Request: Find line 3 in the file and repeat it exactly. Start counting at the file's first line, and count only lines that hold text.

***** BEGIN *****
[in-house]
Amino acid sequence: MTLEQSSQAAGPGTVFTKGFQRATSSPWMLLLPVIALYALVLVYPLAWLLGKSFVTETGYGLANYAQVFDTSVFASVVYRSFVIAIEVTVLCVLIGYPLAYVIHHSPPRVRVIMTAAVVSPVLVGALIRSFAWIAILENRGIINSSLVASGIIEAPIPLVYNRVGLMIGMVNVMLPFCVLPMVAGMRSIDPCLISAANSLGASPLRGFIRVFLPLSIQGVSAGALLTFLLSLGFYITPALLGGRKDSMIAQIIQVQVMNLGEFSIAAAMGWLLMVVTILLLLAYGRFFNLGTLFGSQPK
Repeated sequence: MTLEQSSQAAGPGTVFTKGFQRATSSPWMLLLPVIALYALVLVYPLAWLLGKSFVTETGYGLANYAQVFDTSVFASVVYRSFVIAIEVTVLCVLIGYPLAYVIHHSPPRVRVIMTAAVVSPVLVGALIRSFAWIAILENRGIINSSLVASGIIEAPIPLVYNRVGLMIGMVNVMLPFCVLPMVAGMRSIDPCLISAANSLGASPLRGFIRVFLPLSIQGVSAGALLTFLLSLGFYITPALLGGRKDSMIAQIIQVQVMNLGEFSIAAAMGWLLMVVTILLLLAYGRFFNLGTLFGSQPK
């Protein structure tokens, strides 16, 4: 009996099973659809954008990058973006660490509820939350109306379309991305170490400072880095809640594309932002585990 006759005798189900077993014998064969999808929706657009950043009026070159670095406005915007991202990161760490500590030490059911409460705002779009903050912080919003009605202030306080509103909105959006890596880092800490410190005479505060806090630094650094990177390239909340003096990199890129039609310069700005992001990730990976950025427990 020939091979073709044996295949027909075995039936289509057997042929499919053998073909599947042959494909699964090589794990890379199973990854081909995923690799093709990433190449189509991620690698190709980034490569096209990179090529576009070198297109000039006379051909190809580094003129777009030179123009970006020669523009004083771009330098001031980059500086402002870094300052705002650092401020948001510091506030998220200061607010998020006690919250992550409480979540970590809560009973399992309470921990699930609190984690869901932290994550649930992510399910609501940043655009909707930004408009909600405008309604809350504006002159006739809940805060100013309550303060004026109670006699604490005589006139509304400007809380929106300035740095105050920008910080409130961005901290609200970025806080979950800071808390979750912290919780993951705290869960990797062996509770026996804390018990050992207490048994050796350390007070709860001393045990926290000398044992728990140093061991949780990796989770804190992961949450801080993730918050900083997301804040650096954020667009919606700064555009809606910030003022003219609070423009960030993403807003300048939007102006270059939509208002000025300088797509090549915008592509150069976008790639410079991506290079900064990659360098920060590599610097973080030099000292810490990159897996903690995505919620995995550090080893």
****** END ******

Repeated sequence: MTLEQSSQAAGPGTVFTKGFQRATSSPWMLLLPVIALYALVLVYPLAWLLGKSFVTETGYGLANYAQVFDTSVFASVVYRSFVIAIEVTVLCVLIGYPLAYVIHHSPPRVRVIMTAAVVSPVLVGALIRSFAWIAILENRGIINSSLVASGIIEAPIPLVYNRVGLMIGMVNVMLPFCVLPMVAGMRSIDPCLISAANSLGASPLRGFIRVFLPLSIQGVSAGALLTFLLSLGFYITPALLGGRKDSMIAQIIQVQVMNLGEFSIAAAMGWLLMVVTILLLLAYGRFFNLGTLFGSQPK